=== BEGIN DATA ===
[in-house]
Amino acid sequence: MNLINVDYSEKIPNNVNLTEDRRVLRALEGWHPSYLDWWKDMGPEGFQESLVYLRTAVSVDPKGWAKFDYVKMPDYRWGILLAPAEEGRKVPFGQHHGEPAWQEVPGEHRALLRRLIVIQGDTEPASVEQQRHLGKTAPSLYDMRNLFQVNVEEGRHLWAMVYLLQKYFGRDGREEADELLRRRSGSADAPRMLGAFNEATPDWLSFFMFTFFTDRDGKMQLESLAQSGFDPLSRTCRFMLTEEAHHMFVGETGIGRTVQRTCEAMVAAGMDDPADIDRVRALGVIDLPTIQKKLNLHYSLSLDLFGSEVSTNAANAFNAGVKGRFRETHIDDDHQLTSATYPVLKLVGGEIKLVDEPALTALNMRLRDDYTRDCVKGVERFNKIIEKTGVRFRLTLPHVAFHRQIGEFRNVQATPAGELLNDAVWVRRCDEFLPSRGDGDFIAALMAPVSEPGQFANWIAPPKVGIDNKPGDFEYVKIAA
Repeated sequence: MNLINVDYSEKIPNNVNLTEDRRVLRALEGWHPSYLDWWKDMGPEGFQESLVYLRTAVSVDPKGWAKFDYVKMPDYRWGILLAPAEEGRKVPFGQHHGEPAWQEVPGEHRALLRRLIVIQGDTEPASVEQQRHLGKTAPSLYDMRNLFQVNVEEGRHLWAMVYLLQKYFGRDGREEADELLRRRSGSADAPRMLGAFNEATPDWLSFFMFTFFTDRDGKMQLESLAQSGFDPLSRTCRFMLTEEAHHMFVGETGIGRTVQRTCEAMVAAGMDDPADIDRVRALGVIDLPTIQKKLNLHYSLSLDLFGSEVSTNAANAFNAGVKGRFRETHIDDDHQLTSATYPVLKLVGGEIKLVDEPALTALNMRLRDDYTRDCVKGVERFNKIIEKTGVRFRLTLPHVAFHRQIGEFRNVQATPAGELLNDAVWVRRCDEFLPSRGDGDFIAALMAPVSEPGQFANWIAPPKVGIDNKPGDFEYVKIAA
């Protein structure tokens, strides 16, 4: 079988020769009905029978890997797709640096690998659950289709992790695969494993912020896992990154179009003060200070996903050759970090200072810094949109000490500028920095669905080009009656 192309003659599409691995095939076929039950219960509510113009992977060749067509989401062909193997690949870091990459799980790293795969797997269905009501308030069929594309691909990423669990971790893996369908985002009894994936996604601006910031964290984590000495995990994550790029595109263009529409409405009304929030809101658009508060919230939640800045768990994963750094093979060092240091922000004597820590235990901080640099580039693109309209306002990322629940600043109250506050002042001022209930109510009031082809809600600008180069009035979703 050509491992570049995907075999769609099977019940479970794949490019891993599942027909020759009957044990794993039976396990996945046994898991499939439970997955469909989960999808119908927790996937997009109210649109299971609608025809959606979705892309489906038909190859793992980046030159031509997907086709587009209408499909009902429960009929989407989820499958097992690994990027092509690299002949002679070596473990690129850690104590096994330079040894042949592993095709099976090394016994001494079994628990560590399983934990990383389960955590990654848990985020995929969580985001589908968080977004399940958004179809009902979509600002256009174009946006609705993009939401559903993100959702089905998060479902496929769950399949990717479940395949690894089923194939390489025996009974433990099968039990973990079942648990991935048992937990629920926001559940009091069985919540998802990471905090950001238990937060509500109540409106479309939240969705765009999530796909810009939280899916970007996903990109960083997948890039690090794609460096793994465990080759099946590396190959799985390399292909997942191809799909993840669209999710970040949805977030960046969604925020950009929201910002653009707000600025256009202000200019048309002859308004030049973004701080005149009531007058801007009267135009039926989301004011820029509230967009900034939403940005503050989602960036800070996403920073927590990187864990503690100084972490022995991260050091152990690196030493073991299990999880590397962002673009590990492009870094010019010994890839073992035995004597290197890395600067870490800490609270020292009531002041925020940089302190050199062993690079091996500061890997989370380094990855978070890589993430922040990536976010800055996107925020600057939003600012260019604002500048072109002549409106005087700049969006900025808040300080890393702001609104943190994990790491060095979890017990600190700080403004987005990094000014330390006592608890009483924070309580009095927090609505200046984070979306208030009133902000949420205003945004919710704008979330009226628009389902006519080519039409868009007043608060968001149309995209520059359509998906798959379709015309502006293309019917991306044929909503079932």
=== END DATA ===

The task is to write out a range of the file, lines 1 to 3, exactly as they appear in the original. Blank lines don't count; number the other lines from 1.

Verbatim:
[in-house]
Amino acid sequence: MNLINVDYSEKIPNNVNLTEDRRVLRALEGWHPSYLDWWKDMGPEGFQESLVYLRTAVSVDPKGWAKFDYVKMPDYRWGILLAPAEEGRKVPFGQHHGEPAWQEVPGEHRALLRRLIVIQGDTEPASVEQQRHLGKTAPSLYDMRNLFQVNVEEGRHLWAMVYLLQKYFGRDGREEADELLRRRSGSADAPRMLGAFNEATPDWLSFFMFTFFTDRDGKMQLESLAQSGFDPLSRTCRFMLTEEAHHMFVGETGIGRTVQRTCEAMVAAGMDDPADIDRVRALGVIDLPTIQKKLNLHYSLSLDLFGSEVSTNAANAFNAGVKGRFRETHIDDDHQLTSATYPVLKLVGGEIKLVDEPALTALNMRLRDDYTRDCVKGVERFNKIIEKTGVRFRLTLPHVAFHRQIGEFRNVQATPAGELLNDAVWVRRCDEFLPSRGDGDFIAALMAPVSEPGQFANWIAPPKVGIDNKPGDFEYVKIAA
Repeated sequence: MNLINVDYSEKIPNNVNLTEDRRVLRALEGWHPSYLDWWKDMGPEGFQESLVYLRTAVSVDPKGWAKFDYVKMPDYRWGILLAPAEEGRKVPFGQHHGEPAWQEVPGEHRALLRRLIVIQGDTEPASVEQQRHLGKTAPSLYDMRNLFQVNVEEGRHLWAMVYLLQKYFGRDGREEADELLRRRSGSADAPRMLGAFNEATPDWLSFFMFTFFTDRDGKMQLESLAQSGFDPLSRTCRFMLTEEAHHMFVGETGIGRTVQRTCEAMVAAGMDDPADIDRVRALGVIDLPTIQKKLNLHYSLSLDLFGSEVSTNAANAFNAGVKGRFRETHIDDDHQLTSATYPVLKLVGGEIKLVDEPALTALNMRLRDDYTRDCVKGVERFNKIIEKTGVRFRLTLPHVAFHRQIGEFRNVQATPAGELLNDAVWVRRCDEFLPSRGDGDFIAALMAPVSEPGQFANWIAPPKVGIDNKPGDFEYVKIAA